Although he’s gone beyond what most average people are capable of achieving, it’s still possible for you to improve your vertical by an impressive amount.
Jordan Kilganon’s advice is to start off dunking 1 to 2 hours a day 3 times a week, and slowly make your way up to those 3 to 4 hours a day almost every day.
If you can’t dunk on a regular-sized hoop, then practice on a lower one; the point is to get in reps and condition your body, with the added benefit of bettering your coordination and perfecting your dunking technique.
Of course, if you’re looking for a more detailed strategy to increasing your jump that goes beyond frequent dunking sessions, Kilganon also has a vertical jump program called Bounce Kit where he shows his workout regimen in full.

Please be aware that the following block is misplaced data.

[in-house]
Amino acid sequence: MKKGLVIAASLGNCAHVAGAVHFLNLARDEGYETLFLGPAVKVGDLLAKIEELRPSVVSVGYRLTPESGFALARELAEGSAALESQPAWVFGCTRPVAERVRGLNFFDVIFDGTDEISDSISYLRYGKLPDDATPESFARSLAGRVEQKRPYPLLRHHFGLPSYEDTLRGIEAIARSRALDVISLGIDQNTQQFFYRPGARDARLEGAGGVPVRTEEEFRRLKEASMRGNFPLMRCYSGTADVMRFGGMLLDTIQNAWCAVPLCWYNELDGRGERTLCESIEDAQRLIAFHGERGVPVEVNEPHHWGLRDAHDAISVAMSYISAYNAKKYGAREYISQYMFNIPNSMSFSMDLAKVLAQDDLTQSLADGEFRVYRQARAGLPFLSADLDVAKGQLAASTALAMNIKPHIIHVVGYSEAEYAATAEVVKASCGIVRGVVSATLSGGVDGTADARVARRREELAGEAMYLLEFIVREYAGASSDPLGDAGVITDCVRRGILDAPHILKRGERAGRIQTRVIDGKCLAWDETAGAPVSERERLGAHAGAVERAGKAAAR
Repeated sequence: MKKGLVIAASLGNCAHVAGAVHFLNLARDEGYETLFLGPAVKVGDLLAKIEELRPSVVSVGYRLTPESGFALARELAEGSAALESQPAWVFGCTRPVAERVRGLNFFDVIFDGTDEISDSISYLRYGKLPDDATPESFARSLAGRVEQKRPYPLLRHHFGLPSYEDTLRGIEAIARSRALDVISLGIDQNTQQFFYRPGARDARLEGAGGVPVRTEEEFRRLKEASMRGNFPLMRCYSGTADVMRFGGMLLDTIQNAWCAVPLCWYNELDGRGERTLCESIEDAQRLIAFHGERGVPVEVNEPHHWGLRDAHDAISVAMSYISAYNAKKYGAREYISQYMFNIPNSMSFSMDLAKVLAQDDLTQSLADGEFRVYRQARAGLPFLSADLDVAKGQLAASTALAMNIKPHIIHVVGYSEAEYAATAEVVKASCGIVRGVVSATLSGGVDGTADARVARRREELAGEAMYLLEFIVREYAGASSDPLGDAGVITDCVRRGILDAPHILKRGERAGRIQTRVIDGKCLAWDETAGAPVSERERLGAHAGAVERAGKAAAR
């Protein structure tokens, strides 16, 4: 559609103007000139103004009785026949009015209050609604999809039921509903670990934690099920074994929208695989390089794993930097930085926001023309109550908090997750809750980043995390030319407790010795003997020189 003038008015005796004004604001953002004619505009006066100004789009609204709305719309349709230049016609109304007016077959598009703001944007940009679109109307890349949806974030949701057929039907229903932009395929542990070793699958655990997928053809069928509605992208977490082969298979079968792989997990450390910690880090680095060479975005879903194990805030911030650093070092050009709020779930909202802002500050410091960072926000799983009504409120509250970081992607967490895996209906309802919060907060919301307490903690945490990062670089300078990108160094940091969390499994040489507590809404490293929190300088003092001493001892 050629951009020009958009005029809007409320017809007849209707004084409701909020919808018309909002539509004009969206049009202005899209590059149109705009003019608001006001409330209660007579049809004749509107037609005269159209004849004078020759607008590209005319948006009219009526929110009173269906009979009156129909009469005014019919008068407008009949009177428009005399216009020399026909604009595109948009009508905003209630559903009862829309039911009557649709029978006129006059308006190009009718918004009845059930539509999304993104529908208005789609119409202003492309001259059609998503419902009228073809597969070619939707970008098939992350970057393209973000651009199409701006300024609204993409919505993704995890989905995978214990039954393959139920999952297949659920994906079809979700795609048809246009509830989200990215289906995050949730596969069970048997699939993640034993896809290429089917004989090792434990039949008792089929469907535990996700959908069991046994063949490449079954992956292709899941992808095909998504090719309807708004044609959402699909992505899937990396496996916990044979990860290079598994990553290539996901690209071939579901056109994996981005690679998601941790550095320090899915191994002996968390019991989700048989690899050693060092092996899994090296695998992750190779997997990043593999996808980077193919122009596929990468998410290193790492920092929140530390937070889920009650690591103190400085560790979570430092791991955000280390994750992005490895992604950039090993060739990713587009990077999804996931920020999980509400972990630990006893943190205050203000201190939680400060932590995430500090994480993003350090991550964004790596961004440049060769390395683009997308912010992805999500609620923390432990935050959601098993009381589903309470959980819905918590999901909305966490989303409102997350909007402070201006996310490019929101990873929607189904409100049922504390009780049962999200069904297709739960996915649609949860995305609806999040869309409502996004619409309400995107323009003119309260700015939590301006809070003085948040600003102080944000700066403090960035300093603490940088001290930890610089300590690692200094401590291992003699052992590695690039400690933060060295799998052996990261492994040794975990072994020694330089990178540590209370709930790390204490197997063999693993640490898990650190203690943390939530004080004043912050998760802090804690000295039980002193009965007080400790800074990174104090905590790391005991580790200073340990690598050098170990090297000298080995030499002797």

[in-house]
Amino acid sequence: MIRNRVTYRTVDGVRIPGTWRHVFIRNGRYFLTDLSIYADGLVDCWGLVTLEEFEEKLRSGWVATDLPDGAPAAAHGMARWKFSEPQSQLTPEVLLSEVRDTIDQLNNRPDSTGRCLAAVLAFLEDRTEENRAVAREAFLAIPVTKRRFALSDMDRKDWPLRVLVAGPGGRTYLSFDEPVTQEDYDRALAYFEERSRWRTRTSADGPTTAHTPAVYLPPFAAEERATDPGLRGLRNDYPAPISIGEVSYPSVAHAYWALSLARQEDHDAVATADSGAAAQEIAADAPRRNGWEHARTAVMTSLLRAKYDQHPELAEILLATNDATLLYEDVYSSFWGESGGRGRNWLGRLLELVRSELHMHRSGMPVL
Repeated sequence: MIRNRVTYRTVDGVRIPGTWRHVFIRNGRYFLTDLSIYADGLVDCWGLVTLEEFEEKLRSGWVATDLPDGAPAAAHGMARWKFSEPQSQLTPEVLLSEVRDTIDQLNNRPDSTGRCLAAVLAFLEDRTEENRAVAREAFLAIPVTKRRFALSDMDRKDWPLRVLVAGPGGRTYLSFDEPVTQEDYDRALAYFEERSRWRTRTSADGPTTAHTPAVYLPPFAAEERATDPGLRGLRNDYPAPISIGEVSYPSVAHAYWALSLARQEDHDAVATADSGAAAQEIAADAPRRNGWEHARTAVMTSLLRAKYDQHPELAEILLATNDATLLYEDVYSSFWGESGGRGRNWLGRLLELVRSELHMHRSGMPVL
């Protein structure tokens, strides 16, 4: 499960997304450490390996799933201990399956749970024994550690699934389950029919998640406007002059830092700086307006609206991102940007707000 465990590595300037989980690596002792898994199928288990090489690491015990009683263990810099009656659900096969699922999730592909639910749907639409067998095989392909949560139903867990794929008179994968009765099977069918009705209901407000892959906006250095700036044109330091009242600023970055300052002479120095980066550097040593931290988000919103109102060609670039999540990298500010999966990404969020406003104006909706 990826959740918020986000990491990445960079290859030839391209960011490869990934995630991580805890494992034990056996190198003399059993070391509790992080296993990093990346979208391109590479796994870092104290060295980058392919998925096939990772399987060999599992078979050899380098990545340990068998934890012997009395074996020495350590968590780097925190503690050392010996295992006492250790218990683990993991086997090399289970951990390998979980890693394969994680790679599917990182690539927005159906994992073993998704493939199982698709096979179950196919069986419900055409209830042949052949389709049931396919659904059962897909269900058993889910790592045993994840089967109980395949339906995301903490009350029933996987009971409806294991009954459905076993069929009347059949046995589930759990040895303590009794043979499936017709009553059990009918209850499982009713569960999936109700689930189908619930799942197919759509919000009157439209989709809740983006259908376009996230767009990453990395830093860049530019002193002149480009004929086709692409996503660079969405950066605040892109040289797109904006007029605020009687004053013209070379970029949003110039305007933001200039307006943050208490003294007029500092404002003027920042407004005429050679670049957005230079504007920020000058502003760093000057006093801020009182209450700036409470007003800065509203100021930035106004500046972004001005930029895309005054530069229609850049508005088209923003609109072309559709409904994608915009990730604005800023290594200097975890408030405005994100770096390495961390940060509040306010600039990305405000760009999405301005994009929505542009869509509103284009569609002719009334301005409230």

What Is Bounce Kit?
Bounce Kit is a vertical jump training program created by Jordan Kilganon.
It covers the entire process that Jordan used himself to go from barely dunking to becoming one of the best dunkers of all time with a prowess for the sport that’s practically unmatched.
The program itself is divided into three phases, each of which is 1 month long.
The idea is to slowly transition from weight training to plyometrics so that you improve on your strength, speed, and explosiveness, thereby maximizing your vertical to its maximum potential.
The program holds many positives, such as its weight training portion which works well for establishing a solid foundation of strength and priming your body for the plyometric portion.
The presentation of the program is also well-executed, with a helpful video library and a clean dashboard that’s easy to navigate.
At the same time, there are a handful of areas where the program doesn’t do as great of a job, especially when pinned against some of the current leading vertical jump programs.